Mental Health Awareness Month (The ‘Turning’ Post)

The response to my last post was overwhelming – both online and off.  In truth, I’m not out of the woods yet. Yesterday was a good day, though and today hasn’t been too terrible.

Many of you were curious to know what ‘turns’ things around for me.  There are a few things.

I do keep a gratitude journal and that helps. I think. At the same time, acknowledging all the things in my life I am grateful for doesn’t mean that the stuff that troubles me goes away, or troubles me less.

Friends. People just picking up the phone or calling in or sending an email of support and compassion makes a huge difference. I’ve been overwhelmed by expressions of kindness. The concern of others is enormously uplifting.

Acceptance. For years and years and years I used to beat myself up and tell myself I was, somehow, a lesser person for being sad. These days, I allow myself to ‘own’ my sorrow and accept that it is real.  I make an effort to be kind to myself. Taking to bed and letting the sadness lie on me like a blanket actually works better than beating myself up for being that way.

Indulging myself. Knitting. Reading. Walking. Cuddling my girls. All the things I love to do, I do. I don’t belittle myself in my own head by telling myself how bad I am for not doing more ‘worthy’ things.  (Okay, I try not to belittle myself for how bad I am for not doing more ‘worthy’ things).

turn off the radio. I love the radio. It’s my favourite medium. But it’s full of doom, gloom, contention, argument and discontent. When I’m not feeling great , it agitates me (in a bad way) and I feel like I need to respond in a very concrete way to what I’m hearing. My feeling of helplessness is exacerbated. So I stop listening. I put on an audiobook, or listen to music or drama (thank you, BBC Radio 4) instead.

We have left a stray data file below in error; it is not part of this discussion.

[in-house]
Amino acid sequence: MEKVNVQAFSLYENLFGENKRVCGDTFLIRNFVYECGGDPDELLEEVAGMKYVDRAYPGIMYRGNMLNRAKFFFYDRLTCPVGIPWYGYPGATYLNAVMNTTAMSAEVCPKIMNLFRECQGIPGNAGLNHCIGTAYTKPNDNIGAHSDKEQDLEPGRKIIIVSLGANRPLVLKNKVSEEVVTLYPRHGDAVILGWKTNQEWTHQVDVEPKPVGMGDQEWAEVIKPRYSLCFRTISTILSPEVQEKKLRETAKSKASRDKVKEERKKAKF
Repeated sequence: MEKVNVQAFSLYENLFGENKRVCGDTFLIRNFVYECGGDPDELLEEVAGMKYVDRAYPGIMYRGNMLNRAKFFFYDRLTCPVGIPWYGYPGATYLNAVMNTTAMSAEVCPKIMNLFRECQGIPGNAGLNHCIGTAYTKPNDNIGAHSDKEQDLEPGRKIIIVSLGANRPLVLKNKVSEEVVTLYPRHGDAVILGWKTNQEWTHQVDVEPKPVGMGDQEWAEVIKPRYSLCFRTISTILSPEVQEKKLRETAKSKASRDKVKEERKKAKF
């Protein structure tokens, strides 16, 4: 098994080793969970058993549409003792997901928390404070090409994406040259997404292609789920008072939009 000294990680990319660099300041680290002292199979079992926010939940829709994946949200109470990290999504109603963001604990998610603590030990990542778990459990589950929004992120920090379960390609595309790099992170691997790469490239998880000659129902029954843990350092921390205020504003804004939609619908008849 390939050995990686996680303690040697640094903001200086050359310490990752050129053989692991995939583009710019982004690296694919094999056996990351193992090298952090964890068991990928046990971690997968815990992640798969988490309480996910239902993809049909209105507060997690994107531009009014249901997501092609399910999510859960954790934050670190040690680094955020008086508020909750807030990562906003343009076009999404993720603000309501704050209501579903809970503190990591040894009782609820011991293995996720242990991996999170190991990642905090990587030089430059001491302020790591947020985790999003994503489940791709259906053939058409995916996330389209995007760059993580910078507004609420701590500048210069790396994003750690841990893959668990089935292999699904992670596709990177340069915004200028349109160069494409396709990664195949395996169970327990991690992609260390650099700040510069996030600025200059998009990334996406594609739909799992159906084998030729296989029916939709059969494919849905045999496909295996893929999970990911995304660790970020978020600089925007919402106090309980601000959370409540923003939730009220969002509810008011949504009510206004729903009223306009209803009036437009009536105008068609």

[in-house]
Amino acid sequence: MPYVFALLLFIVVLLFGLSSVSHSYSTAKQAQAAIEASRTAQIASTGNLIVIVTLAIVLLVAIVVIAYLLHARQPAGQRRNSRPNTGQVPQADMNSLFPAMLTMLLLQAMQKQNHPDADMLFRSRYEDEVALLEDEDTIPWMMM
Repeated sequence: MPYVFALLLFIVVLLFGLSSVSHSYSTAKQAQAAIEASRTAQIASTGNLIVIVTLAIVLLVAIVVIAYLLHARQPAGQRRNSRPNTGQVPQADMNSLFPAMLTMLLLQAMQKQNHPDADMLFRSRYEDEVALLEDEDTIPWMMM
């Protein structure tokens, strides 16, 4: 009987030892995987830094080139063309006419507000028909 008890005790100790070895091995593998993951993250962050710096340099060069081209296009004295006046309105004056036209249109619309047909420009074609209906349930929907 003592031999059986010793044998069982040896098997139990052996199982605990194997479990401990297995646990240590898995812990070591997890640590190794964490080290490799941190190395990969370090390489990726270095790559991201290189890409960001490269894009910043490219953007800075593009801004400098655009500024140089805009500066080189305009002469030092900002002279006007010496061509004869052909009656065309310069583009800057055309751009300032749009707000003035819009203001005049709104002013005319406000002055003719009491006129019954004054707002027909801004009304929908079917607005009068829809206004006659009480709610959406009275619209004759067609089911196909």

If people ask how I am, I honour myself by being honest and saying ‘not great’.  I’m careful not to overshare and if people want to follow the line of conversation then they can. If they don’t then they don’t have to. I’m mindful that I have no idea (generally) what other people are going through.

I do as little as I can. The house is a mess, I haven’t written as many words as I should have, I haven’t finished making those cushion covers……The list of things I haven’t done is as long as my leg. It serves to do nothing but further overwhelm me. So I take a deep breath and decide what is vital – then break that task down into it’s smallest components and call each of them a job. I don’t set out to clean the house. I set out to empty the dishwasher.

Above everything else, my kids keep me going. I am uncomfortable with the idea of giving someone else the job of keeping me alive, but the truth of it is that there is no one else to mind my kids. If I was hospitalised for a short period, someone would be able to take them for a few days or a week. After that, however, there is no one. I have no family who could take them and the ‘care’ system in Ireland would kill them. Figuratively, if not literally.

Also, a few years ago, I made my children (pictured below) a promise. I had one of the worst times ever and ended up – calmly, logically and with extreme clarity (so I thought) – ‘realising’ that the best thing I could do was kill myself. When I got out of hospital afterwards  promised my kids I’d never leave them until they were adults. I take promises very seriously and only make ones I am sure I can keep.

Perhaps the hardest part of this overwhelming sadness is that there is no end date. I have no idea when it will be over. I can’t say to myself “just another week, Larkin and then it will all be over”  or even “this will be over in six months”. I have no idea when things will improve, but I have leaned to tell   myself that this, too, shall pass. I’m getting better at believing it.